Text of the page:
Our Thoughts
Fri, 07/06/2024 - 12:00
· 2 min read

General Election 2024 – Business Rates

Plus ça change, plus c’est la meme chose? The main parties are yet to publish their election manifestos, but are they likely to include any changes to business rates?

Before the 2017 election Labour’s position was to replace business rates with a Land Value Tax.  At their Autumn 2021 conference they pledged to get rid of business rates, but since then have made no further announcements about what they would replace them with.  Should Labour come to power as expected, will they be able to afford reforming a reliable and resilient tax base with a 99% collection rate?  With the Valuation Office Agency well advanced in its preparations of the 2026 rating list, we fully expect the status-quo to be kept for the foreseeable future.

It’s unlikely that the Conservatives will make any changes to their existing plans of “digitalising business rates”.  A feature of this policy was understood to mean placing business rates bills on a portal where they can be paid in the same way as other HMRC taxes, but this particular aspiration appears to have faded, possibly because business rates are fundamentally a tax collected by local councils.  Instead, Government’s ongoing development with the Check Challenge Appeal system on Gov.uk is progressing towards a Duty to Notify - a requirement to complete annual property returns, or in the event of any significant changes, an interim return. The enabling legislation received royal assent last October, although the design of the system to implement this is still in its infancy and is unlikely to be ready in time for the 2026 revaluation.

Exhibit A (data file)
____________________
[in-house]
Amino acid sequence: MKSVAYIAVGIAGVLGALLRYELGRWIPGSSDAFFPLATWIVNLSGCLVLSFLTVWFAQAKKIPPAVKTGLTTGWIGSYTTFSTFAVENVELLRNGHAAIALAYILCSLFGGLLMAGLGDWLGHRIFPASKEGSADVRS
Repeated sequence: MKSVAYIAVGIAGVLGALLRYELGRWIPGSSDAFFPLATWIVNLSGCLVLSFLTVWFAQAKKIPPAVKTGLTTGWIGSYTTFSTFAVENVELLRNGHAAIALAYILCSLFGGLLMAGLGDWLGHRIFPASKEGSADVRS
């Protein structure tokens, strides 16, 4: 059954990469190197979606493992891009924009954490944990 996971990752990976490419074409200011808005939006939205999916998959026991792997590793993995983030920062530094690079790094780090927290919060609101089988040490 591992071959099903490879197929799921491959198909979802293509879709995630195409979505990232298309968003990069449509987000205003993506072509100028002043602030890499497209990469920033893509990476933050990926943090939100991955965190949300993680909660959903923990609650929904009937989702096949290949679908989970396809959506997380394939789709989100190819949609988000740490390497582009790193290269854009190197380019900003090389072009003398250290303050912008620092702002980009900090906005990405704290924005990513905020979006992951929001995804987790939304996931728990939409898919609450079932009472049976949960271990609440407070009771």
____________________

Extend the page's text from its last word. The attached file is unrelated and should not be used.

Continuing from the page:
It is interesting to note that The Liberal Democrats still favour a Land Value Tax to replace business rates, although a 2019 parliamentary inquiry concluded such an option would be difficult to implement.

In view of the strain on public finances whoever wins the election will have limited room for manoeuvre. It is therefore expected that the current direction of travel towards self-declaration will continue, and any reform is more likely to consist of “tinkering around the edges” rather than fundamental change.


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General Election 2024 – Business Rates